Several sleeping-pill instructions caution users to take the medications only if they can stay in bed for at least 7 to 8 hours. And to address the dangers of next-day drowsiness, the FDA has cut in half the recommended doses for Ambien and Lunesta. The labels for Ambien CR and Belsomra 20 milligrams, in fact, caution against driving at all the day after taking the pill. Yet our survey found that about a quarter of sleep-aid users drove with less than 7 hours of sleep at least once in the previous year.

The Risky Business of Rx Sleep Drugs

The need for slumber drives people to use sleep drugs in potentially dangerous ways, according to a nationally representative survey of 4,023 U.S. adults conducted by Consumer Reports in June 2015. As shown in the graphic below, survey respondents who used over-the-counter or prescription sleep aids told us that at least once in the previous year they:

The Dark Side

Sleeping pills can pose other dangers, too, including dizziness, falls, and fractures. “These drugs are known to have a hangover effect that impairs coordination and balance into the next day, especially in older adults,” says Ariel Green, M.D., a geriatrician at the Johns Hopkins University School of Medicine in Baltimore.

Even over-the-counter sleep aids—such as Advil PM, Sominex, and ZzzQuil—pose risks, including daytime drowsiness, confusion, constipation, dry mouth, and problems urinating.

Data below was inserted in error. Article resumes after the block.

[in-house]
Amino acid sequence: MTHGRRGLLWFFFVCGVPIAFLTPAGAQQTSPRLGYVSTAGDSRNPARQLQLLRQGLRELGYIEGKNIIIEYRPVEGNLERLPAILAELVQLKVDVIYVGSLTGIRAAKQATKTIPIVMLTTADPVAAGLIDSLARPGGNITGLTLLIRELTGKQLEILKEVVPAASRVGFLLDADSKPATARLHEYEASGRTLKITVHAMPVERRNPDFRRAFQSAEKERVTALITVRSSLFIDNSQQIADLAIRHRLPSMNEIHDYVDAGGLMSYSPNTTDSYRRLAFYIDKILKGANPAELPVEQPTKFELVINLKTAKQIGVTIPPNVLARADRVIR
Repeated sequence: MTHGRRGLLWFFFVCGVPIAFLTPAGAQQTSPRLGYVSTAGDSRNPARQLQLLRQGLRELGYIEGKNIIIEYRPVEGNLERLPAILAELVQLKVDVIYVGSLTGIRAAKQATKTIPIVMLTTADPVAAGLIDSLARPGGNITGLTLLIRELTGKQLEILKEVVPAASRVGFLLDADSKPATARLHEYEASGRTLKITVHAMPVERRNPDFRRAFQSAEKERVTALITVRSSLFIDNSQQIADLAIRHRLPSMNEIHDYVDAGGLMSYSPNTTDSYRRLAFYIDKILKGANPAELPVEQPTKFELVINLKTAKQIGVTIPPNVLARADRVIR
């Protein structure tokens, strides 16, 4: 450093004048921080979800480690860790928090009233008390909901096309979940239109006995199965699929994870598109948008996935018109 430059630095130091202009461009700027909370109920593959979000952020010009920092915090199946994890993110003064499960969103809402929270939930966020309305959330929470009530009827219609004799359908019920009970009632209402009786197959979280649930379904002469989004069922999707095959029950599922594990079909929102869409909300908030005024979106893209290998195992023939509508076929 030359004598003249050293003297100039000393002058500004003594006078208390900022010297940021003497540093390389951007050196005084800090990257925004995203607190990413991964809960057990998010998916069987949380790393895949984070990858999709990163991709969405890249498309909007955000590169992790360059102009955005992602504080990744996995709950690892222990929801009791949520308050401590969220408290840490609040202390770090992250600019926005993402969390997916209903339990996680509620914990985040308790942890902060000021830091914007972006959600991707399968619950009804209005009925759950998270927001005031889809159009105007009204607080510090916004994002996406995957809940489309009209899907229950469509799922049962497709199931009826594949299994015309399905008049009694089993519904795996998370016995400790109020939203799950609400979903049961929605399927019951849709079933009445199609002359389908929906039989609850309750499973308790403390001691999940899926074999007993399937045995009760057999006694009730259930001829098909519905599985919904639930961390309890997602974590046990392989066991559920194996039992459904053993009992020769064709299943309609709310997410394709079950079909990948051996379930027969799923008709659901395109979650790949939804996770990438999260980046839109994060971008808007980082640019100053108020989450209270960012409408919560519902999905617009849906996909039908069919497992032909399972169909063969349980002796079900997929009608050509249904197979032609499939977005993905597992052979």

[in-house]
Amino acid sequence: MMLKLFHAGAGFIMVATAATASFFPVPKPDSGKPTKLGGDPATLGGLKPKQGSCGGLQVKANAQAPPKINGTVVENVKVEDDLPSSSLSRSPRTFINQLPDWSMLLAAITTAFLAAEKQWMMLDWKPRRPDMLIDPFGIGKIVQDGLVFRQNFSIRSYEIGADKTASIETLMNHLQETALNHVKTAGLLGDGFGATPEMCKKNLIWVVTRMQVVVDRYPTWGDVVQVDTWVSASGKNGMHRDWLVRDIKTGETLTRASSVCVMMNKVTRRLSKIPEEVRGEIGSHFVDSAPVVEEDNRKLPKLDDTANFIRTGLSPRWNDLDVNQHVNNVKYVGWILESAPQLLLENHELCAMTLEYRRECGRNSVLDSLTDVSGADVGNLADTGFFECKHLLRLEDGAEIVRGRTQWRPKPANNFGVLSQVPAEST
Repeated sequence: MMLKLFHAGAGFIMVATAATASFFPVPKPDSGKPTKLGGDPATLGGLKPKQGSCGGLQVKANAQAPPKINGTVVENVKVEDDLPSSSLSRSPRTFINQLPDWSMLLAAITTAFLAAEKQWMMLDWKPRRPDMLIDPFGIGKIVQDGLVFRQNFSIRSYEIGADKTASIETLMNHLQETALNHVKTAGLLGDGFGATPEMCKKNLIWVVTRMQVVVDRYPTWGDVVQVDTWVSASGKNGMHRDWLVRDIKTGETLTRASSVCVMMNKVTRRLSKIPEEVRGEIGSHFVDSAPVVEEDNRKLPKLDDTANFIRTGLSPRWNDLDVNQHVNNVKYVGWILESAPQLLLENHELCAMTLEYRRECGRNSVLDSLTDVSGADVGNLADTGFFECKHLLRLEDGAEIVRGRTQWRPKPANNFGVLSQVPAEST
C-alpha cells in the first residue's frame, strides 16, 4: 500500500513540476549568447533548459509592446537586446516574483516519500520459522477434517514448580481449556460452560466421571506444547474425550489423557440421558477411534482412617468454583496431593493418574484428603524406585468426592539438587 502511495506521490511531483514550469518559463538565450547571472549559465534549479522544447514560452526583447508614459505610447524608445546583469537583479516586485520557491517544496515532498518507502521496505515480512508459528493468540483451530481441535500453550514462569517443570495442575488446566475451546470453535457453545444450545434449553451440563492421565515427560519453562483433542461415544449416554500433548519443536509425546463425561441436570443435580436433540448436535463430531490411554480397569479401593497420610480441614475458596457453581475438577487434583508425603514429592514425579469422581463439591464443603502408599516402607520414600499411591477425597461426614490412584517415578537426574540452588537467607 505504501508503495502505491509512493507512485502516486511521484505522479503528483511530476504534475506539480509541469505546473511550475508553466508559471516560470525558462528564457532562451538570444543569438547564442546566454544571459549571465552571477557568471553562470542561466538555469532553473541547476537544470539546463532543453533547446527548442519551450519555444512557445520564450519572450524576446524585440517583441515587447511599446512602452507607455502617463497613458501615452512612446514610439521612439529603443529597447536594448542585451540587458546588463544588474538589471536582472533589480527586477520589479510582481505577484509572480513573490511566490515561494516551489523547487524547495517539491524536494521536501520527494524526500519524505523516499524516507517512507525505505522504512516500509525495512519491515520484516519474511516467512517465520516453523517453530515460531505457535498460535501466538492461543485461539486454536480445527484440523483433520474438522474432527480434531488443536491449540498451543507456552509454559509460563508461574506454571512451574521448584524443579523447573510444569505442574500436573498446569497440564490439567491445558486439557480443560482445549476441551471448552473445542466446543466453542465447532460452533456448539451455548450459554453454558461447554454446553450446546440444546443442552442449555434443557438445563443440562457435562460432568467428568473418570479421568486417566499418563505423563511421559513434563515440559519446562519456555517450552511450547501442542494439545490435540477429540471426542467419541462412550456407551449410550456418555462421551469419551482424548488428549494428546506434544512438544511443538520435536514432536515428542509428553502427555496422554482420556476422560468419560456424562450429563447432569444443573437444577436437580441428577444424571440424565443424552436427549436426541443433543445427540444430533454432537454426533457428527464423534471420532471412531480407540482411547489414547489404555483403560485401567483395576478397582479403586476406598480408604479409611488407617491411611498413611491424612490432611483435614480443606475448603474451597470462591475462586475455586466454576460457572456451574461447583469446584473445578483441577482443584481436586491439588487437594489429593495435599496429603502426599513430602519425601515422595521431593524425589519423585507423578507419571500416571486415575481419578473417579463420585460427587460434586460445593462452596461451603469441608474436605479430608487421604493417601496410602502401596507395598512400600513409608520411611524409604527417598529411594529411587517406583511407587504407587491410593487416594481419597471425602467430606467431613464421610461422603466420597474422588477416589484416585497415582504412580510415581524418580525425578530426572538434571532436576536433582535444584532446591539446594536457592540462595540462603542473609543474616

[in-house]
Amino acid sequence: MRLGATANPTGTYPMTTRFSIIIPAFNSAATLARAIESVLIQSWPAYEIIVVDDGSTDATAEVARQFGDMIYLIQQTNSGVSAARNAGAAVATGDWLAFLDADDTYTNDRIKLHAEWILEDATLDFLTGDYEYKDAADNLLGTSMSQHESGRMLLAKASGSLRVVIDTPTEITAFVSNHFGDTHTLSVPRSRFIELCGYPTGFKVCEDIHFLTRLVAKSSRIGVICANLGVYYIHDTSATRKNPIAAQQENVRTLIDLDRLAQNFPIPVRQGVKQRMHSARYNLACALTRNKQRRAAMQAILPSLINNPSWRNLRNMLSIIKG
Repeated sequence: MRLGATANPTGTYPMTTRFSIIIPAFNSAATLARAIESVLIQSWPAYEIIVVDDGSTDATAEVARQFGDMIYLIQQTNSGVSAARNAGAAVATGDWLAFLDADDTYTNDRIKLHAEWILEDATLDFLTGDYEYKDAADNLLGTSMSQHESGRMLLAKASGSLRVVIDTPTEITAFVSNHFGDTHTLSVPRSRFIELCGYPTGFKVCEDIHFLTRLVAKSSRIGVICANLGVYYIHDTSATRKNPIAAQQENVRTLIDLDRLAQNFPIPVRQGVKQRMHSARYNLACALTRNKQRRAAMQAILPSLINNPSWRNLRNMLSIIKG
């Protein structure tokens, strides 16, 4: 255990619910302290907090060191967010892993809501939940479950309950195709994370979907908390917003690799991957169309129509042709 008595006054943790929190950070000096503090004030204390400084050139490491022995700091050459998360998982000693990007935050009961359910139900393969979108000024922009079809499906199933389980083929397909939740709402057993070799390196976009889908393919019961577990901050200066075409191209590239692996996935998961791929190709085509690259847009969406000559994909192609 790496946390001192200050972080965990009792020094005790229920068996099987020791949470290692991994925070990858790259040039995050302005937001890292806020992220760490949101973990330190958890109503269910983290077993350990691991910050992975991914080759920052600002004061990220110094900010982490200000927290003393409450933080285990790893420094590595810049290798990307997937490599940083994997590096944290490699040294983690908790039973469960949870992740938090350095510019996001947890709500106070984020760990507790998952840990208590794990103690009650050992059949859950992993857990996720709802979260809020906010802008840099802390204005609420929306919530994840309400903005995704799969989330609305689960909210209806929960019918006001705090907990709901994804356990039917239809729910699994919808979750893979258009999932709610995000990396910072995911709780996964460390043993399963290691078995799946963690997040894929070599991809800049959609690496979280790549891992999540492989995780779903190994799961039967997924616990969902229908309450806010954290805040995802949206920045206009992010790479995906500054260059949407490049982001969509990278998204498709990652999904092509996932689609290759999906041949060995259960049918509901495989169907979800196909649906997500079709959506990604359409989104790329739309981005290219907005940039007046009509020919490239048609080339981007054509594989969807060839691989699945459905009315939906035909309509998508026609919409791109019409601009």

Safer Use of Sleeping Pills

Because of the limited benefits and substantial risks of sleeping pills, Consumer Reports’ medical experts advise that sleep drugs should be used with great caution. The American Academy of Sleep Medicine no longer recommends sleeping drugs as a first-choice treatment for chronic insomnia, opting instead for cognitive behavioral therapy for insomnia (see “The Best (And Natural) Way to Sleep Better” to read more.)

In general, sleeping pills should be reserved for short-term insomnia—such as that caused by jet lag, anxiety after the death of a family member, or job loss—says Watson at the AASM. For those limited situations, CR experts recommend following these precautions, which apply to prescription and over-the-counter sleep drugs:

  • Tell your doctor about all of the medications you take, including supplements. Many common drugs, such as certain antibiotics and antidepressants, can interact dangerously with sleep drugs.
  • Take the drugs only if you have time for at least 7 or 8 hours of sleep. Even if you’ve had that much sleep, don’t drive if you feel drowsy.
  • Do not take an extra dose if you wake up in the middle of the night.
  • Never mix sleeping pills with alcohol, recreational drugs, or other sleep drugs or supplements, including over-the-counter nighttime pain relievers and antihistamines, such as Benadryl Allergy, that contain the sedative diphenhydramine.
  • Start with the lowest recommended dose, especially until you know how the drug affects you.
  • Be cautious about frequent use. Taking sleep drugs regularly can breed dependence and raise the risk of adverse effects. 

Editor's Note: This article also appeared in the February 2016 issue of Consumer Reports magazine.

These materials were made possible by a grant from the state Attorney General Consumer and Prescriber Education Grant Program, which is funded by a multistate settlement of consumer fraud claims regarding the marketing of the prescription drug Neurontin (gabapentin).